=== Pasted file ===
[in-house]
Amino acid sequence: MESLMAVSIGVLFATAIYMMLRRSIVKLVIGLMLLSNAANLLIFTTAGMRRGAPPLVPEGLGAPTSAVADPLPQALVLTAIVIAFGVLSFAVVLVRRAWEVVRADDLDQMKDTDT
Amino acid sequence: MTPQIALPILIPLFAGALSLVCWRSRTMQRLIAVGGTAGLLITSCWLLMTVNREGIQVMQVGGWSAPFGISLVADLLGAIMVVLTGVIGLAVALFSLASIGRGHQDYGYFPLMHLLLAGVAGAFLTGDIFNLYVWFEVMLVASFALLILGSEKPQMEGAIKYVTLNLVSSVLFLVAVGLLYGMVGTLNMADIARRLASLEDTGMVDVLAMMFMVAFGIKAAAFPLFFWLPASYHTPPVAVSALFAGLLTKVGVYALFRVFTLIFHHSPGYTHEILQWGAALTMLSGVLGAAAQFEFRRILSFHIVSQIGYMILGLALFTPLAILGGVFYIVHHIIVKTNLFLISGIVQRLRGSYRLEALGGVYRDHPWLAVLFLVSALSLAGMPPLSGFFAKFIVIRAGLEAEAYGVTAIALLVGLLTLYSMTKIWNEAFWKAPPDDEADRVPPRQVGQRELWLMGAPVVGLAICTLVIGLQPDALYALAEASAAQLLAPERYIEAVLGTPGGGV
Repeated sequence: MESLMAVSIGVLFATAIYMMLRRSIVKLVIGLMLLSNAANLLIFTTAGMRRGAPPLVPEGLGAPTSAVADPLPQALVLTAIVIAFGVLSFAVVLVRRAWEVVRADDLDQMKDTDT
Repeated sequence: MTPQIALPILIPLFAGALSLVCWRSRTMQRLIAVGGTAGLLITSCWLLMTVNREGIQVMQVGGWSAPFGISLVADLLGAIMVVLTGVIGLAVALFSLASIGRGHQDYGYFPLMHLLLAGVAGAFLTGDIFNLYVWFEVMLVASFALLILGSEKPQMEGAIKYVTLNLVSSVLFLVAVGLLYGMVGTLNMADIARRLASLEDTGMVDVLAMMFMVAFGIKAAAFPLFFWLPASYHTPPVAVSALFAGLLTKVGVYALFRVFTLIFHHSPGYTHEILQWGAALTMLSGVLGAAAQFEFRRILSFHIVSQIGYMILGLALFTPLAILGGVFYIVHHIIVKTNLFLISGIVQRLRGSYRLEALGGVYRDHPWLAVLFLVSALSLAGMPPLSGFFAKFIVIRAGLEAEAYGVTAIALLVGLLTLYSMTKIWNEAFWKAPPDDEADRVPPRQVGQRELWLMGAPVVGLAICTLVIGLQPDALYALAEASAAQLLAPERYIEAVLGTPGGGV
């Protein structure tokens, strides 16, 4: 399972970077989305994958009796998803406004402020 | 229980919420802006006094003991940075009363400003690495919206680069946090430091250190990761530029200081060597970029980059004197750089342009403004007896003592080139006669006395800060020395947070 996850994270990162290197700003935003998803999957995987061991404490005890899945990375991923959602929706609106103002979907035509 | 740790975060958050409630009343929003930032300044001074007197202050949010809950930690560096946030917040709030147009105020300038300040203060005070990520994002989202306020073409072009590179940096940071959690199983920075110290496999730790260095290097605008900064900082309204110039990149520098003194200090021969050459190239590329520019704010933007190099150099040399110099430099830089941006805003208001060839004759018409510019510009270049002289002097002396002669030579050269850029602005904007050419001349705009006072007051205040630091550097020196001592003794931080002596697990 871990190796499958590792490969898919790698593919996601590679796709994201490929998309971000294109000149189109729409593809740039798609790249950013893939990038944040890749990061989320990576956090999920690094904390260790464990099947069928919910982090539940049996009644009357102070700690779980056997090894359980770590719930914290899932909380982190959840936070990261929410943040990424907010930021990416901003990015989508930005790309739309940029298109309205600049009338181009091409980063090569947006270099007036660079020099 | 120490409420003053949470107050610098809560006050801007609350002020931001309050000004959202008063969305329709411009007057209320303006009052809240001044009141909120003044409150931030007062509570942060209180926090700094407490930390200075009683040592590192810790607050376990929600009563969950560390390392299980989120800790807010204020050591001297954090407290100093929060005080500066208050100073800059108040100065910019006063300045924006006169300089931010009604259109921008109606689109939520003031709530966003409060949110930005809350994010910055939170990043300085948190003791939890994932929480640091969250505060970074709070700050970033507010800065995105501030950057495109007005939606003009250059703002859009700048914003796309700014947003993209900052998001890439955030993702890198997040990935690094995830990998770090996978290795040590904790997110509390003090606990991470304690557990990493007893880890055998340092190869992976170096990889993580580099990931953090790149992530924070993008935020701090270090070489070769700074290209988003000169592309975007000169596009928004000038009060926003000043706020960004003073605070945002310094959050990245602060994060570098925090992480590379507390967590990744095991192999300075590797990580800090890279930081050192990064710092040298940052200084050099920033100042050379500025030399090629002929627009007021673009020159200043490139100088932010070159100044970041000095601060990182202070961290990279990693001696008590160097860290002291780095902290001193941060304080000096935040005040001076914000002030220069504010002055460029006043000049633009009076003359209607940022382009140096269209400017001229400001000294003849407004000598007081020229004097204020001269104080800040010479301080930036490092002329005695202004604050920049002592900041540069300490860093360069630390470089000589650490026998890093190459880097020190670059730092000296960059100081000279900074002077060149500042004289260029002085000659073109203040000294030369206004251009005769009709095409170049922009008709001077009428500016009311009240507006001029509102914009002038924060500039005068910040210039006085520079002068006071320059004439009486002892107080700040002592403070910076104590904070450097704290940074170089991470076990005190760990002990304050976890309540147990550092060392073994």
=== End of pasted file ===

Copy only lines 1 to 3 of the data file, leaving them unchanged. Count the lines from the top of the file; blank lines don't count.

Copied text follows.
[in-house]
Amino acid sequence: MESLMAVSIGVLFATAIYMMLRRSIVKLVIGLMLLSNAANLLIFTTAGMRRGAPPLVPEGLGAPTSAVADPLPQALVLTAIVIAFGVLSFAVVLVRRAWEVVRADDLDQMKDTDT
Amino acid sequence: MTPQIALPILIPLFAGALSLVCWRSRTMQRLIAVGGTAGLLITSCWLLMTVNREGIQVMQVGGWSAPFGISLVADLLGAIMVVLTGVIGLAVALFSLASIGRGHQDYGYFPLMHLLLAGVAGAFLTGDIFNLYVWFEVMLVASFALLILGSEKPQMEGAIKYVTLNLVSSVLFLVAVGLLYGMVGTLNMADIARRLASLEDTGMVDVLAMMFMVAFGIKAAAFPLFFWLPASYHTPPVAVSALFAGLLTKVGVYALFRVFTLIFHHSPGYTHEILQWGAALTMLSGVLGAAAQFEFRRILSFHIVSQIGYMILGLALFTPLAILGGVFYIVHHIIVKTNLFLISGIVQRLRGSYRLEALGGVYRDHPWLAVLFLVSALSLAGMPPLSGFFAKFIVIRAGLEAEAYGVTAIALLVGLLTLYSMTKIWNEAFWKAPPDDEADRVPPRQVGQRELWLMGAPVVGLAICTLVIGLQPDALYALAEASAAQLLAPERYIEAVLGTPGGGV